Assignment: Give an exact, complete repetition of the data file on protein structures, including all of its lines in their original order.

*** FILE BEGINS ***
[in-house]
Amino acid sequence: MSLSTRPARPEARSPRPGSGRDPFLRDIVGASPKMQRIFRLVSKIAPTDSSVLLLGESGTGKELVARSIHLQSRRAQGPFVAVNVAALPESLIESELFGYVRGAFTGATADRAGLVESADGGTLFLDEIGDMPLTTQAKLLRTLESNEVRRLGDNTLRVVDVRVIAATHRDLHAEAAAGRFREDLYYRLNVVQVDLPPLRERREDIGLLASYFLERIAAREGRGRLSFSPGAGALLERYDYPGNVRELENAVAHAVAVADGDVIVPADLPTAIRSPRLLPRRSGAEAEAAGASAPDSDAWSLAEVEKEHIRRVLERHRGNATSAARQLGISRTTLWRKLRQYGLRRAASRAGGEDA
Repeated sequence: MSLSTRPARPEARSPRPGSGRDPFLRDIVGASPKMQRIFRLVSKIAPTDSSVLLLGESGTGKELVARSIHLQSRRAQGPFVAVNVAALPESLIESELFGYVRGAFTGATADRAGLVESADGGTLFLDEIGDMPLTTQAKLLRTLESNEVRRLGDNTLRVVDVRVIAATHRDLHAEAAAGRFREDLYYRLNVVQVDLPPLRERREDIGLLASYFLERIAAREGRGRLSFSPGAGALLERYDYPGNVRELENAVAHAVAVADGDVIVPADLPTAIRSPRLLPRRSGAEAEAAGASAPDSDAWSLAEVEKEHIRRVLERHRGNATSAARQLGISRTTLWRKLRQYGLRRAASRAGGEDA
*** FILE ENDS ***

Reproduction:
[in-house]
Amino acid sequence: MSLSTRPARPEARSPRPGSGRDPFLRDIVGASPKMQRIFRLVSKIAPTDSSVLLLGESGTGKELVARSIHLQSRRAQGPFVAVNVAALPESLIESELFGYVRGAFTGATADRAGLVESADGGTLFLDEIGDMPLTTQAKLLRTLESNEVRRLGDNTLRVVDVRVIAATHRDLHAEAAAGRFREDLYYRLNVVQVDLPPLRERREDIGLLASYFLERIAAREGRGRLSFSPGAGALLERYDYPGNVRELENAVAHAVAVADGDVIVPADLPTAIRSPRLLPRRSGAEAEAAGASAPDSDAWSLAEVEKEHIRRVLERHRGNATSAARQLGISRTTLWRKLRQYGLRRAASRAGGEDA
Repeated sequence: MSLSTRPARPEARSPRPGSGRDPFLRDIVGASPKMQRIFRLVSKIAPTDSSVLLLGESGTGKELVARSIHLQSRRAQGPFVAVNVAALPESLIESELFGYVRGAFTGATADRAGLVESADGGTLFLDEIGDMPLTTQAKLLRTLESNEVRRLGDNTLRVVDVRVIAATHRDLHAEAAAGRFREDLYYRLNVVQVDLPPLRERREDIGLLASYFLERIAAREGRGRLSFSPGAGALLERYDYPGNVRELENAVAHAVAVADGDVIVPADLPTAIRSPRLLPRRSGAEAEAAGASAPDSDAWSLAEVEKEHIRRVLERHRGNATSAARQLGISRTTLWRKLRQYGLRRAASRAGGEDA